Three Dopamine Pathways Induce Aversive Odor Memories with Different Stability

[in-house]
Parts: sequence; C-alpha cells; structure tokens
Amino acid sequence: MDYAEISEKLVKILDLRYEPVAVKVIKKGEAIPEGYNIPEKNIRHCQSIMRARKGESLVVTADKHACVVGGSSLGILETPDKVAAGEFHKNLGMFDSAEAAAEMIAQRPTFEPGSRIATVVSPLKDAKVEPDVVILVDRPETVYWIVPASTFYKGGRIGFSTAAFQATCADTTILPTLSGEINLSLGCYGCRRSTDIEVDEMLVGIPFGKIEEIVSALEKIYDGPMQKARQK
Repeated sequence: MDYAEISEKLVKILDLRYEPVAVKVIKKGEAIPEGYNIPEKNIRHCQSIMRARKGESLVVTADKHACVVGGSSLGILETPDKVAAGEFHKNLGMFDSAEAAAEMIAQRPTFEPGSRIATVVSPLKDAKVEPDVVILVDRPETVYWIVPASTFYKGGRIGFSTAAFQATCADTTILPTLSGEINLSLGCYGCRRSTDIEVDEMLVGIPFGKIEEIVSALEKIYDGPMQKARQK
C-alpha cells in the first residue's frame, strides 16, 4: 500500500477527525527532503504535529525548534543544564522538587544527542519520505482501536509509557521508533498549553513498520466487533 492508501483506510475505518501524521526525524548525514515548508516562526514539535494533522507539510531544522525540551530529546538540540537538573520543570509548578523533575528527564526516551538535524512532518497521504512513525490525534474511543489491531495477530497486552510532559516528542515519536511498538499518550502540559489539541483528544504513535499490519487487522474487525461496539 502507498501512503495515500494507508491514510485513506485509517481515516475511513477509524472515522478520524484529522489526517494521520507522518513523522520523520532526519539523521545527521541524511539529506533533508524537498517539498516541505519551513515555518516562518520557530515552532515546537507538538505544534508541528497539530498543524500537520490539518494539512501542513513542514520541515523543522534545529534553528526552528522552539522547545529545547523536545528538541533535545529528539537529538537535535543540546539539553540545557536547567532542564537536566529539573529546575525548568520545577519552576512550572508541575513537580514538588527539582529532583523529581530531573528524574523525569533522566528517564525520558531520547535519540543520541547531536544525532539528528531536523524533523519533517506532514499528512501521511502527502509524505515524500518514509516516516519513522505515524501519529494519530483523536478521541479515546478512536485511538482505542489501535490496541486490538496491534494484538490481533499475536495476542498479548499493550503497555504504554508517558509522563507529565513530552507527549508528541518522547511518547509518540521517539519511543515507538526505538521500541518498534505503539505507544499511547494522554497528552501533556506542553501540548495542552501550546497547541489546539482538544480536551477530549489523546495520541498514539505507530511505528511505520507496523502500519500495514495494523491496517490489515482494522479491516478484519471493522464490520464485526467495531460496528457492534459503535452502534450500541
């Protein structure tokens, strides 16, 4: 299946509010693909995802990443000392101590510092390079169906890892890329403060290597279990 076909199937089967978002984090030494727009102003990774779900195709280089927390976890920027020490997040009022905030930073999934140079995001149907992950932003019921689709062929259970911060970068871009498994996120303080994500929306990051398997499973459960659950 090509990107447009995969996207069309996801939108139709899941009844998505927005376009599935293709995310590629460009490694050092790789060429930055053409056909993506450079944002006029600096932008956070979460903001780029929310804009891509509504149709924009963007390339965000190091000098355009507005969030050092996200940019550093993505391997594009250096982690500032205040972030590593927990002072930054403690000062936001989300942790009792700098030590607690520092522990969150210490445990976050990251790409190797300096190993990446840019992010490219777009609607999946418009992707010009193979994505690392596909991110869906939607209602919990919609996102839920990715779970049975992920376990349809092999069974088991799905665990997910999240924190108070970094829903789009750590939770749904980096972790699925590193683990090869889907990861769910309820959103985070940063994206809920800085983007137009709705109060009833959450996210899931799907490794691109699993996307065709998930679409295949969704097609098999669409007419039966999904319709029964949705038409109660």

Animals acquire predictive values of sensory stimuli through reinforcement. In the brain of Drosophila melanogaster, activation of two types of dopamine neurons in the PAM and PPL1 clusters has been shown to induce aversive odor memory. Here, we identified the third cell type and characterized aversive memories induced by these dopamine neurons. These three dopamine pathways all project to the mushroom body but terminate in the spatially segregated subdomains. To understand the functional difference of these dopamine pathways in electric shock reinforcement, we blocked each one of them during memory acquisition. We found that all three pathways partially contribute to electric shock memory. Notably, the memories mediated by these neurons differed in temporal stability. Furthermore, combinatorial activation of two of these pathways revealed significant interaction of individual memory components rather than their simple summation. These results cast light on a cellular mechanism by which a noxious event induces different dopamine signals to a single brain structure to synthesize an aversive memory. Punishment not only repels animals but also drives the formation of aversive memory of contiguous stimuli. Guided by the memory, animals can later avoid the cues that predict negative outcome. How is a punishing event represented in the brain? We have found that at least three types of dopamine neurons in the Drosophila brain contribute to memory formation. Genetic activation of these neurons temporally paired with an odor presentation induced aversive odor memory, raising a question about the functional distinction of these neurons. Here we characterized aversive memories induced by these dopamine neurons. The magnitude of immediate memory and following memory decay differ greatly among the three cell types. Interestingly, combinatorial activation of two cell types revealed that induced memory is not a simple sum of the two memories, but rather the result of non-linear interaction specific for different retention times. Taken together, we propose that a punishing event induces aversive memory with unique temporal dynamics by tuning the activation of selective dopamine neurons.